North America lands 2026 World Cup; Gillette Stadium could host games

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Photo credit Kim Klement/USA Today Sports

The United States is not going to the World Cup this year, but the World Cup will be coming to the U.S. in 2026. The United States' joint North America bid with Canada and Mexico beat out its only challenger, Morocco, on Wednesday morning by a vote of 134-65.

It will be the first time the World Cup has been in North America since the U.S. hosted in 1994, and it will be the first time it has been hosted by three countries. Mexico previously hosted the World Cup in 1970 and 1986, while Canada has never hosted. It will also be the first World Cup with 48 teams, after FIFA approved expanding from the current 32.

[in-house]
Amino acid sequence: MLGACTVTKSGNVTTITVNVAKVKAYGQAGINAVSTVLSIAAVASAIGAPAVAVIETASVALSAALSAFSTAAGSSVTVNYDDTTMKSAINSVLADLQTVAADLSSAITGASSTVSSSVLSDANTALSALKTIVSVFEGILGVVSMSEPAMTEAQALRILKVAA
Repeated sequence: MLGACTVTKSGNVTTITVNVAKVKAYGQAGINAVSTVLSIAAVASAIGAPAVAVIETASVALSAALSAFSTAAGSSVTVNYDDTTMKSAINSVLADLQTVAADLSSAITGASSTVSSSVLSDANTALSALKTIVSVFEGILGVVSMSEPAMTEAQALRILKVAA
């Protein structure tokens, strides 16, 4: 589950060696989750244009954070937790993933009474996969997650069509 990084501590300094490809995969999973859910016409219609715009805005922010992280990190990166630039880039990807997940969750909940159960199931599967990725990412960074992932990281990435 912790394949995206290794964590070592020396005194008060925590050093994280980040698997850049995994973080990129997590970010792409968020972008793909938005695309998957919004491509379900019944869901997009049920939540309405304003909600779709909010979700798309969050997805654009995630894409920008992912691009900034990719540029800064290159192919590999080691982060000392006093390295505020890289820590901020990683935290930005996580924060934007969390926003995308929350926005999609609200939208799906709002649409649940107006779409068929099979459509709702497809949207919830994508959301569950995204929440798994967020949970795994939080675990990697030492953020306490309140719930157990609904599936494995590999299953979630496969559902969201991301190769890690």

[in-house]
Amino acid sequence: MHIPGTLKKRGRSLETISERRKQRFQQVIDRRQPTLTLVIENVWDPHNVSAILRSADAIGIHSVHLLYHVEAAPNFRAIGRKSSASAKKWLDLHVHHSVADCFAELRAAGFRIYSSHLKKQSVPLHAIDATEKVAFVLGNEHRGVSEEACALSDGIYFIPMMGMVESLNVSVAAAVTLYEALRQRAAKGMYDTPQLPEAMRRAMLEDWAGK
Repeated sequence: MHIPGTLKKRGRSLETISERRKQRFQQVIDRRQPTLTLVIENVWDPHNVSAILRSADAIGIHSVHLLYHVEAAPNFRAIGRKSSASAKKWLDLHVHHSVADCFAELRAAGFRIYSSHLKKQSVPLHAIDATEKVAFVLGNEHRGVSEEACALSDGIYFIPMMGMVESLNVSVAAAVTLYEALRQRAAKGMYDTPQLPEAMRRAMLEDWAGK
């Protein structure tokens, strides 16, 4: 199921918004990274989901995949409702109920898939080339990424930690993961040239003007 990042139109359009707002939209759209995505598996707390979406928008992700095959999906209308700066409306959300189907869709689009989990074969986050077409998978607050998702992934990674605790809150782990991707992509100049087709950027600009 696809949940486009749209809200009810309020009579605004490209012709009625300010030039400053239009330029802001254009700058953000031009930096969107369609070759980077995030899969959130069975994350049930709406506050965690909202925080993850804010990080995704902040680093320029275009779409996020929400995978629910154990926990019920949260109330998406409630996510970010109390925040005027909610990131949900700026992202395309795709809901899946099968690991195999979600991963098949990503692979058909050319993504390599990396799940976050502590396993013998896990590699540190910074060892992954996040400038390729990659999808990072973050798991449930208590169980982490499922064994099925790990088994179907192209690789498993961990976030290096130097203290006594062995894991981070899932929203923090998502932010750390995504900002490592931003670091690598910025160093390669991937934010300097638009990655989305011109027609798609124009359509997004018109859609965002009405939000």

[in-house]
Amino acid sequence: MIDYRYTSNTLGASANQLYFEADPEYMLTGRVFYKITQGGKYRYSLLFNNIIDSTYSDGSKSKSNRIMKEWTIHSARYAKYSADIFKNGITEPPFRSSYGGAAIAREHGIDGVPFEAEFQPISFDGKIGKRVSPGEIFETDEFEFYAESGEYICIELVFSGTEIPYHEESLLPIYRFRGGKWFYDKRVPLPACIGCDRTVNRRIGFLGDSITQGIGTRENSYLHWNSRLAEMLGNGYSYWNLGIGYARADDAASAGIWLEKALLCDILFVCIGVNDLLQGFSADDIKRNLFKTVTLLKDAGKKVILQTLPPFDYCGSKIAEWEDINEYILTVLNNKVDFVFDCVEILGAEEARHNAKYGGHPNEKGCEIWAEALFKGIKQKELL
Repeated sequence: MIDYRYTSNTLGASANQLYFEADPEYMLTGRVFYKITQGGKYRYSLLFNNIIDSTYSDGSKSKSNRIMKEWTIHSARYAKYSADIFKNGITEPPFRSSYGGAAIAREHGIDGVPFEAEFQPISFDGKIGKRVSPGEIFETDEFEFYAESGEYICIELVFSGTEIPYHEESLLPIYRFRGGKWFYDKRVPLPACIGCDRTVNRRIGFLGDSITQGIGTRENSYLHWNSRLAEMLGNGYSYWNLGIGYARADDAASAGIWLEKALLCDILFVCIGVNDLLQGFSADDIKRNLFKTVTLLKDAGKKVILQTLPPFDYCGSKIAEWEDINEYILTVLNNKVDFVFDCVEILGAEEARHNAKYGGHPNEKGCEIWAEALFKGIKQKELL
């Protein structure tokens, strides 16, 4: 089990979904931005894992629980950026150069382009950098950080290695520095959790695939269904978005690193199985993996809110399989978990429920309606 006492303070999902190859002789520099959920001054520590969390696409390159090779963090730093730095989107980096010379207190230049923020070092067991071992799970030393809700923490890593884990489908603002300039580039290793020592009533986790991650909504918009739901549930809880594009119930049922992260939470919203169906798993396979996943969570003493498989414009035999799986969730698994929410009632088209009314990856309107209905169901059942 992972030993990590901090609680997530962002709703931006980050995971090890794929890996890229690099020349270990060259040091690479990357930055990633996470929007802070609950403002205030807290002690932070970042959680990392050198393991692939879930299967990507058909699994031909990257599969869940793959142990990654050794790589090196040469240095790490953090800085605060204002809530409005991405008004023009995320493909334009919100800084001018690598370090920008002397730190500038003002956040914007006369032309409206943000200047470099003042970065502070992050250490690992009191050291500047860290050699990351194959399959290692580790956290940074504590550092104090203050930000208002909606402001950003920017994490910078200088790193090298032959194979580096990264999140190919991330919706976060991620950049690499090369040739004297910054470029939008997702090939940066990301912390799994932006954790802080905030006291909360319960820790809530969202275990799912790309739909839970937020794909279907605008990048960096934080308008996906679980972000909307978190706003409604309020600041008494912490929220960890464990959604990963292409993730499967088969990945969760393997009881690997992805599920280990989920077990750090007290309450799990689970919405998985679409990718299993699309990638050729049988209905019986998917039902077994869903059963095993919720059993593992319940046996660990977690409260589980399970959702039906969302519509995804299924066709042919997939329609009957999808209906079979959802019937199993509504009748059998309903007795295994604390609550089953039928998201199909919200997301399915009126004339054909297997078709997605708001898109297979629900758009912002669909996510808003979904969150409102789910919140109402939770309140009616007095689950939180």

Of the 80 matches, 60 will take place in the United States, with 10 each in Canada and Mexico. Everything from the quarterfinals on will be in the U.S., with the final taking place at MetLife Stadium in New Jersey.

Foxboro and Gillette Stadium are among the 23 sites being considered to host games. That list will eventually be reduced to 16, but it's a fairly safe bet Gillette will make the cut given that Robert Kraft is an honorary chairman on the committee in charge of the bid. Foxboro Stadium hosted six games in the 1994 World Cup, and Gillette Stadium has hosted games for both the 2003 Women's World Cup and 2016 Copa America.